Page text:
Fish Oil While Breastfeeding: What You Should Know
Fish oil is a great source of omega-3 fatty acids, specifically DHA and EPA, as well as other important vitamins like vitamin A and vitamin D.  It’s important to find a fish oil supplement that you can trust is made without harmful additives. It’s also important to know who can benefit from a fish oil supplement and how much to take. Let’s learn a bit more about fish oil and breastfeeding.
Benefits of Fish Oil
Fish oil supplements are a great source of omega-3 fatty acids, which are vital nutrients the body uses to provide energy, mediate inflammation, and support a healthy pregnancy.  Research shows that omega-3s can promote heart health, lower triglyceride levels, and may even reduce the risk of certain cardiovascular conditions.  Evidence also suggests that high intake of omega-3 fatty acids can reduce the risk of some cancers, although more information is needed.
Fish Oil During Pregnancy
Many people tend to be wary of eating fish during pregnancy, but did you know that the Dietary Guidelines for Americans state that pregnant people should consume up to 12 ounces of seafood per week?  These recommendations specify that seafood should be low in mercury and high in important fatty acids like EPA and DHA. Some options that are usually deemed safe for pregnancy include salmon, anchovies, sardines, catfish, cod, tilapia, and shrimp.  Of course, it’s always important to consider any local fish advisories and to only eat properly cooked and prepared foods.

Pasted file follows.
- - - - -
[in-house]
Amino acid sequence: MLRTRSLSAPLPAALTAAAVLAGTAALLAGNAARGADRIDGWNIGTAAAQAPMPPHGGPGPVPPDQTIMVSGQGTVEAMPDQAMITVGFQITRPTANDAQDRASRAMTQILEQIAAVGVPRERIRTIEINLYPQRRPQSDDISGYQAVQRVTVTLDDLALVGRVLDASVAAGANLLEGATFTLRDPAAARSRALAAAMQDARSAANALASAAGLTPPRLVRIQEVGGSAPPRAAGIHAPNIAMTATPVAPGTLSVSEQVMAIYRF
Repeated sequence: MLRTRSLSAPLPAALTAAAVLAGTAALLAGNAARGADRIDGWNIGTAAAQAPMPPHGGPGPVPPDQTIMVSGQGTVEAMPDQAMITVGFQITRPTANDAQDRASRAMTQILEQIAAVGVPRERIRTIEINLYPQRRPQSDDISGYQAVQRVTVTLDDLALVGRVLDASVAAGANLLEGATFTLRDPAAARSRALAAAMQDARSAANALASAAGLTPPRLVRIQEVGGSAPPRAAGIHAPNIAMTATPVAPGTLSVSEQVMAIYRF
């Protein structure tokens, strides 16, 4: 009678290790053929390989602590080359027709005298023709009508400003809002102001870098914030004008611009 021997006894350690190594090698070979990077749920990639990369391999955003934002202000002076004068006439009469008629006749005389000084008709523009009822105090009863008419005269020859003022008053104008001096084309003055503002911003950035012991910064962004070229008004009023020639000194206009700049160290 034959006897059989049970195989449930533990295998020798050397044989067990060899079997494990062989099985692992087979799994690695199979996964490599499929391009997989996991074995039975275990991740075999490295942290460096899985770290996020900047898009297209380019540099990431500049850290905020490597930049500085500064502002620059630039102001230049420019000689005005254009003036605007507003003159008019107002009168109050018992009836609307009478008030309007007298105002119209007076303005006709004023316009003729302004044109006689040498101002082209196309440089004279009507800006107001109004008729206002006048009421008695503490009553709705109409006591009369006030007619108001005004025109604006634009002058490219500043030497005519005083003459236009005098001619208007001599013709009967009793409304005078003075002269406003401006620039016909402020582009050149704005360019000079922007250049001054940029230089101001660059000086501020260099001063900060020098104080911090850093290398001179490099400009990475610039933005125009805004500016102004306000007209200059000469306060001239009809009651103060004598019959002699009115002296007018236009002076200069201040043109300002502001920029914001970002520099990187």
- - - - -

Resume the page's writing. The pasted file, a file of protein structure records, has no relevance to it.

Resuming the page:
So why are omega-3s and fish oil supplements so important during pregnancy? Studies show that fish oil can have very positive effects on infant health and neurodevelopment. Maternal intake of seafood and omega-3 has been shown to impact infant birth weight, length of gestation, visual and cognitive development, and more.  The nutrients consumed during pregnancy are being shared with a quickly developing fetus, which is why taking in high-quality and nutritious foods is so important. Research has found that supplementing with DHA during pregnancy actually leads to an increase of important fatty acids in breast milk and in infants up to a year postpartum.  Not only can fish oil benefit you and your baby while you’re taking it, but it will continue to benefit your child’s development long after giving birth.  Omega-3s may be helpful for fighting pregnancy brain fog.
Can I Take Fish Oil While Breastfeeding?
Not only is fish oil important during pregnancy, but it’s also recommended while breastfeeding. In fact, Recommendations from the American College of Obstetrics and Gynecology and the American Academy of Pediatrics state that breastfeeding people should consume about 200-300 mg of DHA every day. [2,5] This can be done through the diet or the use of dietary omega supplements.
Even though your baby may no longer be inside your belly, their development does not end at birth. There are many complex organs, pathways, signals, and more that will continue to develop for years, including the brain and eyes.  One of the most important fatty acids that is necessary for our brain and eye health is DHA. Research shows that DHA will begin to accumulate in an infant's brain and eyes during gestation and will continue to accumulate for at least two years after birth. [2, 7] If you are exclusively breastfeeding, it is up to you to take in all the important nutrients needed for your health and for your baby’s continued growth.